Transport certification update
It’s that time of year again – where some veterinarians will be asked to certify heavily pregnant cattle as fit for transport. This is a good time to remember that is an offence to transport a cow in late pregnancy (refer Regulation 41) – although infringements are restricted to cases where cattle give birth during the journey or within 24 hours of arrival at a slaughter premises or sale yard.
The environment at a slaughter premises is generally not suitable for cows in late pregnancy, and the welfare of cows in late gestation must not be compromised during transport to slaughter. Veterinarians asked to certify animals in late gestation should be very cautious, and if certifying for transport to slaughter, should engage thoroughly with MPI Verification Services (MPI VS) at the slaughter premise.
The NZVA's advice to members is to carefully consider whether to certify cows for transport within four weeks of the planned start of calving. The NZVA supports its members should they decide not to certify these animals and emphasises that the first consideration must always be the welfare of the animal.
Key points to note regarding cows in the last three months of pregnancy are:
- If within four weeks of calving date, travel should be less than two hours (allowing for transfer from the runoff back to the milking platform).
- Supplement cows with 12-20g of elemental magnesium per cow, on the day of transport.
- Only transport cows unlikely to give birth during the journey back to the milking platform.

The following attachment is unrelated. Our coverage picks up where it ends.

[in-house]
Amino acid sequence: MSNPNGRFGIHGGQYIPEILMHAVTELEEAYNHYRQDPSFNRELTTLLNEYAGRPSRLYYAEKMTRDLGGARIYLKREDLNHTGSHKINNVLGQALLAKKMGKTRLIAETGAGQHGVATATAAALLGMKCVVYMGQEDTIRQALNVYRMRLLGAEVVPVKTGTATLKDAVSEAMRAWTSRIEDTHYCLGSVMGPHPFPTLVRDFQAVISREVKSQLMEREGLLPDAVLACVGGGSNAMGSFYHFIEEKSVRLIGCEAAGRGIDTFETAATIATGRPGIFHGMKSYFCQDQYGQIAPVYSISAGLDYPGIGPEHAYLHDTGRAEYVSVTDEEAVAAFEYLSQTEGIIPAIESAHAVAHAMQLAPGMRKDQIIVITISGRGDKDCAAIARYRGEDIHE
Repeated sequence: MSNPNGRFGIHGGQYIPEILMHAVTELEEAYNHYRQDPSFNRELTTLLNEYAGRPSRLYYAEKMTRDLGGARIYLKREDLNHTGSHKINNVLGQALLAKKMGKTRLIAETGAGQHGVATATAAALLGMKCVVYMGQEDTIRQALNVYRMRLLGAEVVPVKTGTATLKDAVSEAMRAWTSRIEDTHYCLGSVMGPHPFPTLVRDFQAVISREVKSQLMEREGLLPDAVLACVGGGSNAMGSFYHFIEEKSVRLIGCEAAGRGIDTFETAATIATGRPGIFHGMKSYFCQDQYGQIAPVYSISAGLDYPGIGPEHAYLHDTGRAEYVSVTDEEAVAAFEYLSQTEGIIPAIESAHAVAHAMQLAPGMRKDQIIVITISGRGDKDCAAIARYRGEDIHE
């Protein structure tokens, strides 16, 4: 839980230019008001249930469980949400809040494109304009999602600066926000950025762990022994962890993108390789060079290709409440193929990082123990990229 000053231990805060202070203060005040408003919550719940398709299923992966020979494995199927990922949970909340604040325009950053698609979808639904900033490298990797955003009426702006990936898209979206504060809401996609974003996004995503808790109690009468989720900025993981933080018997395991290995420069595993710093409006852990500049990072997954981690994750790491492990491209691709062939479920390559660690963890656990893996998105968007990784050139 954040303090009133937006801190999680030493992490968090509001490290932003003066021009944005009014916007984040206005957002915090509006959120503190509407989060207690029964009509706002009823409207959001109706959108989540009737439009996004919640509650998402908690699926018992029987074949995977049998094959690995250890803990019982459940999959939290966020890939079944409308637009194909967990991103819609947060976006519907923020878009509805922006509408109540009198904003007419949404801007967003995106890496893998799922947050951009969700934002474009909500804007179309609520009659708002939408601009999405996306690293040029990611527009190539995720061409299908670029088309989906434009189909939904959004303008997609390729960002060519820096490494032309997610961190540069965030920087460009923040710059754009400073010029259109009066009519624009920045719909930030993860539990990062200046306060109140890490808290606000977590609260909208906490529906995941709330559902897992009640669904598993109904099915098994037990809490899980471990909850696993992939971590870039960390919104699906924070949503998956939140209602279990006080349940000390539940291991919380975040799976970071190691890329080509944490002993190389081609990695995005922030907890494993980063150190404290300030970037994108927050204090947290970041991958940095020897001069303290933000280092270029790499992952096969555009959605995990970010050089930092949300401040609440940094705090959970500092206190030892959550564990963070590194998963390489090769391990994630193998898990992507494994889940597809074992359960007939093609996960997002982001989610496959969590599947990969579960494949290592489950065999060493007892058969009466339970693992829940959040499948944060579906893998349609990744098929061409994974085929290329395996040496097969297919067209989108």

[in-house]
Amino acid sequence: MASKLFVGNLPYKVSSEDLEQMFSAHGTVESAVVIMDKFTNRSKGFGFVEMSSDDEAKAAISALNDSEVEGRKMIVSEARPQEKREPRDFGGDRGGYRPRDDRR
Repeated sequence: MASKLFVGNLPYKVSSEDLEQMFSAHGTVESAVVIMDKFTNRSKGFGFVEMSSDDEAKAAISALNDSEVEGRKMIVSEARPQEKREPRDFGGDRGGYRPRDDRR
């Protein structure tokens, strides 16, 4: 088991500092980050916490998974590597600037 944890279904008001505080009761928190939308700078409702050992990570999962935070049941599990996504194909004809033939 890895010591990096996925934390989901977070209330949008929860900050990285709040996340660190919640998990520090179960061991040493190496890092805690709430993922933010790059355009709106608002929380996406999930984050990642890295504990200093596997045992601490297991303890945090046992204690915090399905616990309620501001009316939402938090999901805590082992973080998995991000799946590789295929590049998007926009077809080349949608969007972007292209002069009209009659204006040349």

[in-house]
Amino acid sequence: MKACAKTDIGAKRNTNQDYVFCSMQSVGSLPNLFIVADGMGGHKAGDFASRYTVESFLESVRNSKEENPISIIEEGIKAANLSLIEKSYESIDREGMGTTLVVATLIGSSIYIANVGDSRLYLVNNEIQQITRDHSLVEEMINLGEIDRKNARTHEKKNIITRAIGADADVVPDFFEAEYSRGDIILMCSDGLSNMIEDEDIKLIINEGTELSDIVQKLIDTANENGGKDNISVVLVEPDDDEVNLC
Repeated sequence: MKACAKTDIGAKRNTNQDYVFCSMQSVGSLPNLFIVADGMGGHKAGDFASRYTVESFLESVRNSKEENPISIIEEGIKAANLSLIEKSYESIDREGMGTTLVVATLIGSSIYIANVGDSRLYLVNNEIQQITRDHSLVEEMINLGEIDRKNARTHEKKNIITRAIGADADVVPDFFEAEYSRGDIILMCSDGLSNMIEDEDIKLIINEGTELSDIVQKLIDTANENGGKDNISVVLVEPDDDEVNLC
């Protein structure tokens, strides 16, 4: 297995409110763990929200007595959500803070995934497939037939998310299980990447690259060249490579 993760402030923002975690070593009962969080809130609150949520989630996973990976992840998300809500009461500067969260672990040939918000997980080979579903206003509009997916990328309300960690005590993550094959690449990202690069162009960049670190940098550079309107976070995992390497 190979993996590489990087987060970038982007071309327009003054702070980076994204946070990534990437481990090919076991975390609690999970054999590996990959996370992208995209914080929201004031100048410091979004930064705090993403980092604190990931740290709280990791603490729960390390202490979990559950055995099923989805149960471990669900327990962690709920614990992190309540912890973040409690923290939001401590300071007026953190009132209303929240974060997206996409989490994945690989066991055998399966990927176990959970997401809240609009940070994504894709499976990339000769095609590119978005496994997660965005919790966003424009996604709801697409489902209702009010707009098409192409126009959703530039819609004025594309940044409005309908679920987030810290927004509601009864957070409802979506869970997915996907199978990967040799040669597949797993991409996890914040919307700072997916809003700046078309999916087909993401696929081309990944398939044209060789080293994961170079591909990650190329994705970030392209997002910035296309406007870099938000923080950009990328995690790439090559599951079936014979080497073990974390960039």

We’d also like to remind you that in some cases, it may be appropriate to certify animals for transport to a processor which is NOT the closest slaughter premises. Examples of where this may be appropriate include where the closest slaughter premises:
- are not currently processing that class of stock;
- does not have processing space available within the timeframe that the animal needs to be slaughtered (e.g. where the condition of the animal may deteriorate
- does not have facilities appropriate to receive the animal (e.g. cannot process large-frame animals).
In such instances, prior to issuing a certificate, the veterinarian should consider whether the animal is fit to travel the additional distance, and also contact MPI VS at the destination plant to confirm it would be appropriate to send the animal.
Don’t forget about the fitness for transport resources on our website, including some great maps MPI created for us showing important information about the cattle processing premises (such as processing schedules, and limitations).